'Tammy Faye' review – Elton John's divine new musical is camp, colourful and compassionate
Well hallelujah: the long-awaited Elton John-scored new musical Tammy Faye, about the 1980s American televangelist, is a heavenly pleasure. John’s toe-tapping, soul and gospel-tinged tunes and mighty pop-rock ballads (with pithy lyrics by Scissor Sisters’ Jake Shears) are well matched by a typically spry script from our modern history chronicler, James Graham. And they have created a phenomenal female lead role – in which the spectacular Katie Brayben makes you ardently believe in a higher power.
Tammy and preacher husband Jim Bakker, who are touring small venues with a Christian sock puppet show, rise to fame when they’re given a religious satellite channel – evangelical leaders hope television can be used to replenish their dwindling flock. Actually, it’s when Tammy presents alone (Jim is nervous and cheesy) that a star is born. She speaks honestly, from the heart, and she physically reaches out to all those lonely, disconnected people watching her – and they reach back. It’s the opposite of a judgemental church: it’s welcoming. It’s home.
In order to “put the ‘fun’ into Christian fundamentalism”, the Bakkers then essentially create a cosy morning show, with cooking segments, fashion and soft-serve interviews, and their network PTL (Praise the Lord) becomes a national sensation – much to fury of hard-line religious and socially conservative figures like Jerry Falwell, who thinks the Bakkers are undignified. Presidential candidate Ronald Reagan even stops by, hoping for an endorsement.
It’s chilling to see Reagan and Falwell eventually strike a deal – church and state becoming inseparable – and Falwell’s corrupt cabal also furthering their agenda via the Supreme Court. The modern parallels are evident: evangelicals backed Trump on the understanding that he too put conservative judges in place, leading to the repeal of Roe v Wade, and potentially more attacks on LGBTQ+ rights to come.
Graham’s rich, well-researched script (with definite shades of his most recent play Best of Enemies, now in the West End) emphasises the dark side of this weaponising of television, too – although the show as a whole takes great pains to place Tammy on the right side of history. Her version of Christianity is about love, not hate, and she even interviews (and embraces) a gay pastor with AIDS live on air. That extraordinary exchange really happened, and it’s an electrifying scene.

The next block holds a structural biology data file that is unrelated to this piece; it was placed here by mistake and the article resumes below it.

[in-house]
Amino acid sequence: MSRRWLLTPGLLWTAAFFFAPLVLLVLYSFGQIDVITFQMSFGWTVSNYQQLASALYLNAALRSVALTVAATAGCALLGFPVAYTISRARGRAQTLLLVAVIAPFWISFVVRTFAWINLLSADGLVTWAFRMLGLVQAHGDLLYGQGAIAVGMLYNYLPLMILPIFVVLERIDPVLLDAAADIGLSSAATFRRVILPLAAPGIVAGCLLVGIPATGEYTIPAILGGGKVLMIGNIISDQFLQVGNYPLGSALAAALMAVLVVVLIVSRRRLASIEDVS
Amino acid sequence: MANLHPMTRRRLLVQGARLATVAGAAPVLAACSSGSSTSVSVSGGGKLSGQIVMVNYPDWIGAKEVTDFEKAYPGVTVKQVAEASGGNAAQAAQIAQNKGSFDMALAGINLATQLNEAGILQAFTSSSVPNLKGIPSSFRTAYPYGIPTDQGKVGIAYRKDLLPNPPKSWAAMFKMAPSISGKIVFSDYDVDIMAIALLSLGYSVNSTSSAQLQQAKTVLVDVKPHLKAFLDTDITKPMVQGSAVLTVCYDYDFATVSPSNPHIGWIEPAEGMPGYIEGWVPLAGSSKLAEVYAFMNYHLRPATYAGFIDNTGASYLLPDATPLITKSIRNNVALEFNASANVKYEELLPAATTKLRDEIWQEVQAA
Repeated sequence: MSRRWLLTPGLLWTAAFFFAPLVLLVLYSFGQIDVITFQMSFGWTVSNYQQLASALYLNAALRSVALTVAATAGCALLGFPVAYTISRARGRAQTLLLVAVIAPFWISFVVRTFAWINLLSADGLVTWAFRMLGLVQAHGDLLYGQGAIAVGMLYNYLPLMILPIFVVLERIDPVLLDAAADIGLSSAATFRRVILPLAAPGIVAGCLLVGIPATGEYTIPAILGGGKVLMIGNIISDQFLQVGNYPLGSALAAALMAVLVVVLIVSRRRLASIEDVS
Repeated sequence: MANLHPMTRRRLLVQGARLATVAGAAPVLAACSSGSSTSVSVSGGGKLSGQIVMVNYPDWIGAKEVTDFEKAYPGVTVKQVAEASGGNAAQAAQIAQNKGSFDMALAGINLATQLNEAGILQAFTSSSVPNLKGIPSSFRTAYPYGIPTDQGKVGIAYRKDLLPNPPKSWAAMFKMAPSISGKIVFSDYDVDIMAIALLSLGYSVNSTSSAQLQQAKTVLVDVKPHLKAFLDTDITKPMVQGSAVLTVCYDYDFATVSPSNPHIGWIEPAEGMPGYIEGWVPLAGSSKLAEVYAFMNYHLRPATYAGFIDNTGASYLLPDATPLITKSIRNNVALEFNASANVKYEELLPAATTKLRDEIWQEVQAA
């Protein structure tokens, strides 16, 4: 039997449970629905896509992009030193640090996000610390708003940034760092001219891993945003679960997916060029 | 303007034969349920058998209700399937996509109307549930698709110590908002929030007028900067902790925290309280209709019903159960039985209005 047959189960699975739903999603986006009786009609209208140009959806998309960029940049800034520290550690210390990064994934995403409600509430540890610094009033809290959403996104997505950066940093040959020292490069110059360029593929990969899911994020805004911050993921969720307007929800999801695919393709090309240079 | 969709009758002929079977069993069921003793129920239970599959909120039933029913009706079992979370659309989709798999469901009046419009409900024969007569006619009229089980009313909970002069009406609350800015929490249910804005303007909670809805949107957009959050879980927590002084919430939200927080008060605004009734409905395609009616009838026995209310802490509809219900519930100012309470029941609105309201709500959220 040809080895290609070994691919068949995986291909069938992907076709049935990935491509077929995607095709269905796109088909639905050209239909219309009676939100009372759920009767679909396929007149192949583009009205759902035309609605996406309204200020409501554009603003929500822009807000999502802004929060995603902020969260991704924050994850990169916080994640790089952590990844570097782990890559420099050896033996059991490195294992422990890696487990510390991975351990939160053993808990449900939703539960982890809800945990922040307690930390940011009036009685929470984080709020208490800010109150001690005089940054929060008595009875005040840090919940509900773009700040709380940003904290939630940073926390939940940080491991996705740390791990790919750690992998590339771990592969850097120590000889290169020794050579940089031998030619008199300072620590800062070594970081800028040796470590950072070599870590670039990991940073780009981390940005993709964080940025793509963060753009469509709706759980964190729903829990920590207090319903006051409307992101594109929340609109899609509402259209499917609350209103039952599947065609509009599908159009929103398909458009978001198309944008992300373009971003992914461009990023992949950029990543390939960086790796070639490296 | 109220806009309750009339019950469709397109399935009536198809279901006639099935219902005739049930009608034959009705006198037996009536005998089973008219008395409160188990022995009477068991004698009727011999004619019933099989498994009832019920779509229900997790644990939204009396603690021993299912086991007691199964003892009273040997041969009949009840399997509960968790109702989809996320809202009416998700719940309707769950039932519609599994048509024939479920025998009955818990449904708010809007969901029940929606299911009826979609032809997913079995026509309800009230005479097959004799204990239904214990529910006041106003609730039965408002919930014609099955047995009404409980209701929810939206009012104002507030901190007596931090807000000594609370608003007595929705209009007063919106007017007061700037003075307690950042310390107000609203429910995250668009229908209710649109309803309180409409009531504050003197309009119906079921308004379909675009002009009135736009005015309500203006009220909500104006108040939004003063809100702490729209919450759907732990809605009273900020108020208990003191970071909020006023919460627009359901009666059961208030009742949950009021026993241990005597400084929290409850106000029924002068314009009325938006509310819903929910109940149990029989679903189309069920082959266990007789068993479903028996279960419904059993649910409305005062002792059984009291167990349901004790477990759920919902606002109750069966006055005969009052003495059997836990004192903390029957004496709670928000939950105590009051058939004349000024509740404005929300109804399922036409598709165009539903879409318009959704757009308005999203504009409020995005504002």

Tammy’s support for the gay community also gives Rupert Goold’s production licence to be gloriously, ecstatically camp. The wall of TV screens in Bunny Christie’s design light up like a cross, or switch to a rainbow disco; Lynne Page’s period routines are knowingly kitsch (one features a penis pump); Neil Austin’s lighting is a riot of pink, blue and orange; Katrina Lindsay supplies marvellous frocks with pussy-bow ties; and Suzanne Scotcher’s wigs for Tammy, including a ginormous bubble perm, are almost another character.
There are also religious re-enactments at the theme park, Heritage USA, which Jim Bakker sets up – all featuring total drama-queen actors. The flogging of Christ becomes weirdly homoerotic. It’s hugely entertaining, but also underlines a serious point about the peculiar contradictions in the evangelical movement: they love flamboyant show business, and figures like Tammy are really camp icons, yet there’s also virulent homophobia. The greatest censure here is reserved for such sheer hypocrisy.
However, the show suffers from what we might term The Evita Problem. Though it is eventually critical of the Bakkers, as it’s revealed that they took millions from ordinary people to fuel their extravagant lifestyle, they remain sympathetic figures. Even Jim sexually assaulting a female fan is framed as the desperate act of a closeted gay man. Tammy is even more protected: the script suggests she was completely unaware of the extent of Jim’s fraud. She becomes a straightforward heroine – a compassionate feminist survivor battling the evil patriarchy.
Though John's score lacks breakout earworms, it supports the narrative superbly. He gives Tammy big girl-power anthems, which the incredible Brayben delivers with barnstorming conviction, blowing the roof off the Almeida. Her character journey is a vocal one too, from sweet crooning to rock-star defiance, and she captures the natural charisma and candour that made Tammy an early TV star. That admiring approach is a morally murky choice from the creative team, but Brayben gives a knockout performance.
American actor Andrew Rannells is perfectly cast as the endearingly hapless Jim, and, among a vivid and versatile ensemble, Amy Booth-Steel is excellent as Tammy’s increasingly critical friend Jan. But the standout supporting turn comes from Zubin Varla as antagonist Falwell, tormented by a spiritual crisis as he grapples with whether he should sell his soul to television if it means saving the soul of America.
The show is rather overcrowded (even if detours like the Pope holding a secret crisis summit are delightfully bonkers); a tighter focus could create a more complex, and challenging, portrait of the Bakkers. But it’s thrilling to see the birth of a new original musical of this quality: it restores your faith in the power, and in the sheer entertaining fun, of the medium. Praise Tammy Faye!
Photo credit: Andrew Rannells and Katie Brayben in Tammy Faye at the Almeida Theatre (Photo by Marc Brenner)
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